First, just a technical note. A fellow named Chris Cardinale sent me a tip that software called "Total Recorder" from a web site highcriteria.com creates really small sound files from .wav files. I downloaded and registered the software, for twelve bucks, and it works great. It compressed an 18-minute lecture down to a 1-meg file, as you can find here. So now I'm even more sold on the idea of a web outline with an audio file as a way to present a lecture. However, .wma files require Windows media player 9 or higher, and Chris says that older Mac users may be out of luck altogether.
Second, I have been thinking about issues related to distance learning, specialization in education, and inter-operability. For instance, why should a student at Harvard take a different economics course than a student at Stanford?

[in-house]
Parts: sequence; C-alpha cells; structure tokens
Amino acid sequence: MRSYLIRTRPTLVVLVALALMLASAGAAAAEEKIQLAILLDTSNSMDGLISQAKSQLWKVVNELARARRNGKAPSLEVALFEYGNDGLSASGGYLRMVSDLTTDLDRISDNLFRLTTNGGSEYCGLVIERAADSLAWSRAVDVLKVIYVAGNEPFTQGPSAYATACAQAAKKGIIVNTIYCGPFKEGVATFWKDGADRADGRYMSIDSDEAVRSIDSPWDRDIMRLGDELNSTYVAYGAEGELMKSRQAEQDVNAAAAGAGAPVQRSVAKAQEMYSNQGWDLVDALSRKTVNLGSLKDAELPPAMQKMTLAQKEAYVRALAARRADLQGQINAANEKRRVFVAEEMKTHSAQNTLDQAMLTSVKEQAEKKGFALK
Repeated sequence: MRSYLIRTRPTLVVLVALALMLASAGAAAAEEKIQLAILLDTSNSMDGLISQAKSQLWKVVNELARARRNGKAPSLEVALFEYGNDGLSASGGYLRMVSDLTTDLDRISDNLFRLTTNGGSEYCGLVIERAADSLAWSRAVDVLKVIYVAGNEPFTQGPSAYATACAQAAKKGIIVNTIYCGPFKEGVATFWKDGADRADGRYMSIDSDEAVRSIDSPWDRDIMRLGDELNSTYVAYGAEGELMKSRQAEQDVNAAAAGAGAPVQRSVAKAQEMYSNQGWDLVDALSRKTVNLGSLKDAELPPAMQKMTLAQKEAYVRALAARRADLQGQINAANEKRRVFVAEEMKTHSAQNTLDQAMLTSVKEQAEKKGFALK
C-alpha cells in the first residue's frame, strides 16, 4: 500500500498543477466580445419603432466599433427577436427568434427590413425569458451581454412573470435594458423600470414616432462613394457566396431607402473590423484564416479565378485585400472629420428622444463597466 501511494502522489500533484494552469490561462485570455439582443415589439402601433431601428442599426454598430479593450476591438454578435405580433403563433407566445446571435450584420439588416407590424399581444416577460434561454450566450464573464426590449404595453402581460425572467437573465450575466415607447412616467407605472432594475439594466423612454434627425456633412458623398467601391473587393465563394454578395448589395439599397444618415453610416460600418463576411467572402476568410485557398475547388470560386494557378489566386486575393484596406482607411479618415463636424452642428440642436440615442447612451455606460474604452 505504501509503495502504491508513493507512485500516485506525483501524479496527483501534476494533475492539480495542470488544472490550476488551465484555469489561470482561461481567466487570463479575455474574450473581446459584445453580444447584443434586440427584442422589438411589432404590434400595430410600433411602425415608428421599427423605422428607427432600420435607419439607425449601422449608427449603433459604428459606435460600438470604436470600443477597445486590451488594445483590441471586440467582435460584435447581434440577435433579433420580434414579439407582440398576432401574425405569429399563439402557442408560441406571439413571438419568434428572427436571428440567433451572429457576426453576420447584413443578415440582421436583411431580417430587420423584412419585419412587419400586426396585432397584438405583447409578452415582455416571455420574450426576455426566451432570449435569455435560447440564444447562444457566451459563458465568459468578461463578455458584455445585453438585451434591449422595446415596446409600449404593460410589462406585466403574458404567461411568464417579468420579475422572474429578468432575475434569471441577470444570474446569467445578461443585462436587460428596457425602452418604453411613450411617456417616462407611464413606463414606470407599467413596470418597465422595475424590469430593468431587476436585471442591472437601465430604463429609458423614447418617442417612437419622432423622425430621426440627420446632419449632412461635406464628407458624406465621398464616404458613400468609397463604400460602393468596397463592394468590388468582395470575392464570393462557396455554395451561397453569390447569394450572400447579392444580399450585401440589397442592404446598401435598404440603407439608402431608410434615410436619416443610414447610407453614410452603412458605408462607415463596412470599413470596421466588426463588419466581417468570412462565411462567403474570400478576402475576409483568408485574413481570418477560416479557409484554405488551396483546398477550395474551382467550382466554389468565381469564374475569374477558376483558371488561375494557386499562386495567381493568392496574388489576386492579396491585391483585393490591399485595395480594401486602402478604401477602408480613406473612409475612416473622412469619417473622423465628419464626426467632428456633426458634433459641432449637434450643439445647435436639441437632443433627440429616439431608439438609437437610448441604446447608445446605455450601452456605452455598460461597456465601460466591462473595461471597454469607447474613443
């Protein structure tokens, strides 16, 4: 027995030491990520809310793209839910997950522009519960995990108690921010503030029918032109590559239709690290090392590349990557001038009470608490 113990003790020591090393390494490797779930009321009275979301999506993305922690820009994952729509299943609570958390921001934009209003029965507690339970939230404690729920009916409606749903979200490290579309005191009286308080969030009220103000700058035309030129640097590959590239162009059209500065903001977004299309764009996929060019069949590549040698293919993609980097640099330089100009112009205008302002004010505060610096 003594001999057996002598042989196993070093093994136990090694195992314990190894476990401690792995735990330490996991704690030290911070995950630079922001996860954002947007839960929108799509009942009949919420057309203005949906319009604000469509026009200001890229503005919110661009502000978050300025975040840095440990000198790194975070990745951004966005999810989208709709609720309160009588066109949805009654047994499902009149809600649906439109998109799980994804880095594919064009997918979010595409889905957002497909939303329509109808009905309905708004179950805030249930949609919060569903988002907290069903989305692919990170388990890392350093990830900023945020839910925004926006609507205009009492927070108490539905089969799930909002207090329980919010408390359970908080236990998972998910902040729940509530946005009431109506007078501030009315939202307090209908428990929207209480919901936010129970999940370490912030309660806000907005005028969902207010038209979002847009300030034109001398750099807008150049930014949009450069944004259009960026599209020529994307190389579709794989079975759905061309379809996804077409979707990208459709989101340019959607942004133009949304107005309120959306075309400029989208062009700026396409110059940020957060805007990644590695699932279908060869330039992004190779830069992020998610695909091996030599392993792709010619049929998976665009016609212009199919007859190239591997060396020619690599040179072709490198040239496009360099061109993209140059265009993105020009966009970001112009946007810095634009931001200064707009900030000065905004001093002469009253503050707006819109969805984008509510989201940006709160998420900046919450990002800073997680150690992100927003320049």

One idea I came up with is that instead of giving students school-specific course grades, they could be given ratings, analogous to chess ratings. Suppose that the average grade on the final in my intro econ class is an 82, and that if those same students take a test in a Harvard class they get a 73. We could adjust downward the scores on my final to make them comparable.
Once we have a whole bunch of different schools' exams standardized, then a student could take two or three exams from different schools to get a reliable rating.
Once we develop confidence in the rating system, then we can get away from the notion of "required courses" or "required credits" and instead go to a system of required ratings. That is, to meet the distribution requirement in economics, you have to achieve a rating of X. To have a minor in economics, your rating has to be Y. To have a major in economics, your rating has to be Z.